Sign In

Communications of the ACM


Busting the Ghost in the Machine

This article describes an attempt to infect two new Dell WindowsXP-SP2 PCs (named Grease and Grime) with spyware and examines the results of the spyware infections. Each PC carried Symantec Antivirus, Spyware Doctor 3.1 (Doc), Spybot Search and Destroy 1.3 (SSD), and Sandra 2005 software, but no inoculation options were active during the infection and examination processes. Table 1 illustrates the initial benchmark metrics from Sandra 2005 obtained from SI Software at

Stage 1 infection. First, a Web mail client was employed to read the identical email from the same account on both Grease and Grime. Seven email messages were selected to give a broad yet classified coverage of typical spamRolex Watches, Canadian Pharmacy, Obtain a Diploma, CIALIS Softabs and three different porn email messages.

These email messages were simultaneously opened on each PC, and where possible, hyperlinks were followed from the email, to subsequent Web pages. Where the hyperlinks were operative, a drill down was made until a purchase opportunity was made available. If member logon/registration was required a valid user ID and password were created for that session. Email addresses, if requested, were faked. Credit card and personal information were never entered, but other instructions were followed to the penultimate step in the purchase/registration process. For example, when responding to a message with a subject header of "Order Rolex Online" we clicked to drill to the Buy button. At that point (when name, address, and credit information were requested), the browserís back button was used to back out of the site.

Following the initial reading of the seven spam messages, Doc and SSD were executed in scan mode and the following were identified as spyware:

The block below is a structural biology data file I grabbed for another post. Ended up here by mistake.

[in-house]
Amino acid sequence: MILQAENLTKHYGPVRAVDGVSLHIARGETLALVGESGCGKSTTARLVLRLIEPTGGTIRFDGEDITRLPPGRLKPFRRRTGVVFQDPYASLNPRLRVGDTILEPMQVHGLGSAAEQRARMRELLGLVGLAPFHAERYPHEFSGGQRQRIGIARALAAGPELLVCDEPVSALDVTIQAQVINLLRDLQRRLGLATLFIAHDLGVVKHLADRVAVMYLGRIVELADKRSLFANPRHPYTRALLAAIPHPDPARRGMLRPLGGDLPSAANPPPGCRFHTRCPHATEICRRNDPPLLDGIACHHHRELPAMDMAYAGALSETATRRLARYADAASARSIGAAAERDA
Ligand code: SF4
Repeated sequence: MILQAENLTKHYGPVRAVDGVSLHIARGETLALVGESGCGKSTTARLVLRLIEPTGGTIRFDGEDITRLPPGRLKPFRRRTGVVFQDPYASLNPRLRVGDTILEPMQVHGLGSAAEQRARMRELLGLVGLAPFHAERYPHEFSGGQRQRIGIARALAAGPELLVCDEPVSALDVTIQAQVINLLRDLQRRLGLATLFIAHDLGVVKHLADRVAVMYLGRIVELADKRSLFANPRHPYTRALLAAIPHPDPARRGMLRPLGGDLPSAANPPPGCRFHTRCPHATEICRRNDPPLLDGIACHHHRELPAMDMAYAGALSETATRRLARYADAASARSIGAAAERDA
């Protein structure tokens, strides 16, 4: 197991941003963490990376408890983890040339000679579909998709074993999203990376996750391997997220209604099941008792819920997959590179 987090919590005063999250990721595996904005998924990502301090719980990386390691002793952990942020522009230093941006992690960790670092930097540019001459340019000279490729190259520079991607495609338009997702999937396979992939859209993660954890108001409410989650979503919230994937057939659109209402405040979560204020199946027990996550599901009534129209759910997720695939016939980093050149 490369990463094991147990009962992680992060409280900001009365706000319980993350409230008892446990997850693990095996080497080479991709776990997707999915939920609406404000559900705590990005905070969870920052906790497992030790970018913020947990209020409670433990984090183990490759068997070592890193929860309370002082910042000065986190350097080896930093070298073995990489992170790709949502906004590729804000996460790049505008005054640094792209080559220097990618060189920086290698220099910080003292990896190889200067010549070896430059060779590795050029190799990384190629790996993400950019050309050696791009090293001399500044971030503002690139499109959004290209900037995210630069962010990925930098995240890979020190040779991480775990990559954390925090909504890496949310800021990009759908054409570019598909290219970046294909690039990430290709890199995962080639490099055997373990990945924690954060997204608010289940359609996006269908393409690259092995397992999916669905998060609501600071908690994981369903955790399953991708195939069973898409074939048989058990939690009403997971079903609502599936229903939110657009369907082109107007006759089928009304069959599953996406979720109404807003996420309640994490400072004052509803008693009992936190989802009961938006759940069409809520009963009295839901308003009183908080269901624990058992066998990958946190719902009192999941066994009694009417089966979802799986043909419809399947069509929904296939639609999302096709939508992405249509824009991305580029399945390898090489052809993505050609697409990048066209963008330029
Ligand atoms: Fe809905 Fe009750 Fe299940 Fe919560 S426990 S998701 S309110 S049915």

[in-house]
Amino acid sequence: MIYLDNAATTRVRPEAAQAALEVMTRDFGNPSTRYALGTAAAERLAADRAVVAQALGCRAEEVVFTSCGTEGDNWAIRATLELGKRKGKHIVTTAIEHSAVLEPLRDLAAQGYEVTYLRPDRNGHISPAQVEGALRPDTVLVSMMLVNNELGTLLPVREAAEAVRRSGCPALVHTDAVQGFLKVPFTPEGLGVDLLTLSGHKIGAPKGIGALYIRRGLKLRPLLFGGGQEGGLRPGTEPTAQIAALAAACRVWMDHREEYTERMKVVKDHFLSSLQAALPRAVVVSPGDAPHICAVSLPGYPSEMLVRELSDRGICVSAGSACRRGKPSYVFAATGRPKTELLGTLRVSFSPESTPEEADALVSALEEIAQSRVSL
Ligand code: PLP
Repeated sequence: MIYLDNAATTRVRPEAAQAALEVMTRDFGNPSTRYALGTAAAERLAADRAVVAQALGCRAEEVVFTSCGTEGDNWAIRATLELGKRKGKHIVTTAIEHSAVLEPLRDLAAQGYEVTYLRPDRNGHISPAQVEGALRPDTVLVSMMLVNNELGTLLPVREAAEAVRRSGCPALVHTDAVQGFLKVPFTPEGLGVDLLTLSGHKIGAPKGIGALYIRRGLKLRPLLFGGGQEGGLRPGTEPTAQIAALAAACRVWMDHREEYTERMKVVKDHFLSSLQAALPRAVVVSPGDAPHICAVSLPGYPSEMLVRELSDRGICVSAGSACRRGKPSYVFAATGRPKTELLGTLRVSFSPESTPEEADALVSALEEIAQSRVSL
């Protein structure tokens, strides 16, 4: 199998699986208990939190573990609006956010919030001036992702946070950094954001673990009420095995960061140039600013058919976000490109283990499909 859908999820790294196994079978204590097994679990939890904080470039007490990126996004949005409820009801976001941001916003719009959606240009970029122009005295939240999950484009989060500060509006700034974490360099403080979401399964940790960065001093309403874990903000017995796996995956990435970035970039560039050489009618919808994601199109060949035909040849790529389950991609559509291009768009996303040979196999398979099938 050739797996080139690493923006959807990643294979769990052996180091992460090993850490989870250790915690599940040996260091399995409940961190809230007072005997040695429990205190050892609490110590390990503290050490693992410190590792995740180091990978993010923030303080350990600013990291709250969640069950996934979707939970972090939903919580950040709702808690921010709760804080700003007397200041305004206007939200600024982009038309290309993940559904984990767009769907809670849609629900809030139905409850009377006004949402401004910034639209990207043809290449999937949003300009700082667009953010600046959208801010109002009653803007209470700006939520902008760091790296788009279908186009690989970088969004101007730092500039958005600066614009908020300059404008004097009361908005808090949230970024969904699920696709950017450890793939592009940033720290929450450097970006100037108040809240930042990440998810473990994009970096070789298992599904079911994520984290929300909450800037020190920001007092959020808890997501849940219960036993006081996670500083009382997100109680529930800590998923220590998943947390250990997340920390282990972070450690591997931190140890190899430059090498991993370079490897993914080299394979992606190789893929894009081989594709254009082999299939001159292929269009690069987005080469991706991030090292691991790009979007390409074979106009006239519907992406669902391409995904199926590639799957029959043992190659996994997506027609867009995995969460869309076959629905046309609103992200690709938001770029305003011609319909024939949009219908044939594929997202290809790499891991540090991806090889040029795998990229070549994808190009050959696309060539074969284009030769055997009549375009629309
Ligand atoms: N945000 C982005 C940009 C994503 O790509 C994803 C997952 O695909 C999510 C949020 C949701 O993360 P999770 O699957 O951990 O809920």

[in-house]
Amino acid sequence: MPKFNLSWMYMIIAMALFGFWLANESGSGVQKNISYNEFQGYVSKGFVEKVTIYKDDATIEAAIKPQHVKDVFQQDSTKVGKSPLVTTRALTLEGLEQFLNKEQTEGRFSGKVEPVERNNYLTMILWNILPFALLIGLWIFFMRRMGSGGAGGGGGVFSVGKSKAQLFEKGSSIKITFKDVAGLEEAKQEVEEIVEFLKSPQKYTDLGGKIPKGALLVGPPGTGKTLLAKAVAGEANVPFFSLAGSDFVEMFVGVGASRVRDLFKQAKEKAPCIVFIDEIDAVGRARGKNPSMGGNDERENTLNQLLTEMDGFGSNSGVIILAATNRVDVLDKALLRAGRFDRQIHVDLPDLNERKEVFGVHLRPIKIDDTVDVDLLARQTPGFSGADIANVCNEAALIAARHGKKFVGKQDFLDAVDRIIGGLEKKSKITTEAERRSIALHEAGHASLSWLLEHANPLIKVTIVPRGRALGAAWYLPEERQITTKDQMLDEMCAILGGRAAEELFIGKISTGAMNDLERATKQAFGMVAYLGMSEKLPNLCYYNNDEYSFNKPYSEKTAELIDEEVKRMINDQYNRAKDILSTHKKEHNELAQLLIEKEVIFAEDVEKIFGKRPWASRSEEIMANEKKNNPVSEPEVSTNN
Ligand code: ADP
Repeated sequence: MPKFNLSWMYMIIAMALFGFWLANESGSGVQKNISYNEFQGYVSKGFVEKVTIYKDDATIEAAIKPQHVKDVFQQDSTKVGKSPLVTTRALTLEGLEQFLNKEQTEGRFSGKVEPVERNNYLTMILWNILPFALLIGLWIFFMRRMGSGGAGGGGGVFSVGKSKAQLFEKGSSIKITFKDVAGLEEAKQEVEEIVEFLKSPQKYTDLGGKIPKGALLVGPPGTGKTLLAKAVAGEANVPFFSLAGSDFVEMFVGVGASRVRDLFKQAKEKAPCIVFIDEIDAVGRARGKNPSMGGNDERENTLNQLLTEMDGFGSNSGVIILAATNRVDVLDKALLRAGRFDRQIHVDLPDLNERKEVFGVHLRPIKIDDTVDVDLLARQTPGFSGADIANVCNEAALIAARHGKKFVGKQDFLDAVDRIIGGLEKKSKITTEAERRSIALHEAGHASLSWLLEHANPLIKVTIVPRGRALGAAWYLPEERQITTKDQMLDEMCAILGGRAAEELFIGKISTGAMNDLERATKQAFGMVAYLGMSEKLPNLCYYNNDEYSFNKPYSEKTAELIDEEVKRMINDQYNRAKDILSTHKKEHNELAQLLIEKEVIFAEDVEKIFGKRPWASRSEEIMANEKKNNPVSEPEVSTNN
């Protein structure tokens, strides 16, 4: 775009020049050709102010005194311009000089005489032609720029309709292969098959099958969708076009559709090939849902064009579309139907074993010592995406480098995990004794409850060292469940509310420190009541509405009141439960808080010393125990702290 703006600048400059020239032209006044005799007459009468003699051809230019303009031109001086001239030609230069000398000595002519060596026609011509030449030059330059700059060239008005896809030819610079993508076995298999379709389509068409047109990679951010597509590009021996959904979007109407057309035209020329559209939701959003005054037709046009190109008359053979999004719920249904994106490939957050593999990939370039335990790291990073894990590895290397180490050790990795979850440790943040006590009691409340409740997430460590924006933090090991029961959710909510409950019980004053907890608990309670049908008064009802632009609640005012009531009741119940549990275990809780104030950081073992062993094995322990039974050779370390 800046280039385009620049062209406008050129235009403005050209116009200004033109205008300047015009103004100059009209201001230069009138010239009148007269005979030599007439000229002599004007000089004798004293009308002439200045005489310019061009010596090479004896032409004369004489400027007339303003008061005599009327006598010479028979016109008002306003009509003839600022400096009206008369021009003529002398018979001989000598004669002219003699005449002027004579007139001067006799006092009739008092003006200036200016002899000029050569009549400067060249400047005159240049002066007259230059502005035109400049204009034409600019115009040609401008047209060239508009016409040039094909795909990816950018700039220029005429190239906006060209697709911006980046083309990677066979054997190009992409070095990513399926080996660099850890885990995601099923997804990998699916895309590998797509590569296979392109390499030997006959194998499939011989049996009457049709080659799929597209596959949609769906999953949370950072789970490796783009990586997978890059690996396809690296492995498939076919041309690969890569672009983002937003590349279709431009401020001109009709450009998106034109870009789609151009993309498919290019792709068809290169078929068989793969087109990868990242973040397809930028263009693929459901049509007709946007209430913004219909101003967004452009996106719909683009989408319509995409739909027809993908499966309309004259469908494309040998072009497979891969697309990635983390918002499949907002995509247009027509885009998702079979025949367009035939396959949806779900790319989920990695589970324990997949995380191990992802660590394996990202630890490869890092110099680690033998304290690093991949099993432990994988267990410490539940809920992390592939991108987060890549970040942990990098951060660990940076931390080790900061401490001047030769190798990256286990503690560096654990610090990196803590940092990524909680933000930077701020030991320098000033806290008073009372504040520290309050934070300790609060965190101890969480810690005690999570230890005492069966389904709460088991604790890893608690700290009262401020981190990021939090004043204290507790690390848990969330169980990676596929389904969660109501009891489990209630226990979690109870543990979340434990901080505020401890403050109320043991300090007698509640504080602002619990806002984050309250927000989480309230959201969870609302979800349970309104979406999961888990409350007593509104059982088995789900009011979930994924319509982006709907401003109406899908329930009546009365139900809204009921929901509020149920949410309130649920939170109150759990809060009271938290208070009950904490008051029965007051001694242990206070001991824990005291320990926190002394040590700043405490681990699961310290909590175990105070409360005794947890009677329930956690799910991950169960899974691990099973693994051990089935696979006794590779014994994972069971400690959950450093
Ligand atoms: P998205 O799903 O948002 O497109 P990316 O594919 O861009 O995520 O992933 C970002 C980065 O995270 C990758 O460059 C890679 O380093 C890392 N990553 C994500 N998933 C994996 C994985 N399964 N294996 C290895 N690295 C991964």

• Doc 3.1
  • SSD 1.3
  • 5 entries for DSO Exploit

Stage 2 infection. Repeated Sandra 2005 benchmark runs revealed no substantial differences between pre- and post-infection metrics as no test varied by more than 2%, and indeed some tests indicated better performance. In order to obtain additional spyware was visited to search for a telephone numbers in the same hometown. In addition, there were several attempts made to visit some of the clickable banner ads as well as pop-up advertisements. For instance, the fish bowl screensaver, along with its spyware, were installed from the well-known tracking company, GAIN.

During this stage the appropriate zip code was keyed, but no other information or email addresses were released. This stage was not as precisely controlled as was Stage 1 because different clickable ads were available at different times, so the exact visit sequence and visit sites were not identical between the two PCs. In total, no more than six minutes were spent making visits to the available sites that emanated from

After the second round of infection from and its affiliates, a new execution of SSD and Doc revealed the following infections on both Grease and Grime:

  • Doc 3.1
  • 1 Valueclick
  • 2
  • 1 Avenue A Inc.
  • 1 Core metrics
  • 1 DoubleClick
  • 5 DSO exploits
  • 11 GAIN.dashbar
  • 19 GAIN.Gator
  • 3 HitBox
  • 1 MediaPlex
  • SSD 1.3
  • 102 infections, including the tracking cookies

Stage 3 infection and cleanup. Because another Sandra 2005 benchmark testing revealed no substantial differences relative to the initial benchmark, additional spyware was acquired. We decided to use the "big guns" and downloaded Kazza and Skype. These products advertise "no spyware" for the paid versions, but our interest was in the spyware push from the free versions. These free versions give ample warning as to spyware, although some of the warning is cloaked so as to indicate more benefit for the user than we believe actually results. Kazaa and Skype were potent downloads even though we used none of their services.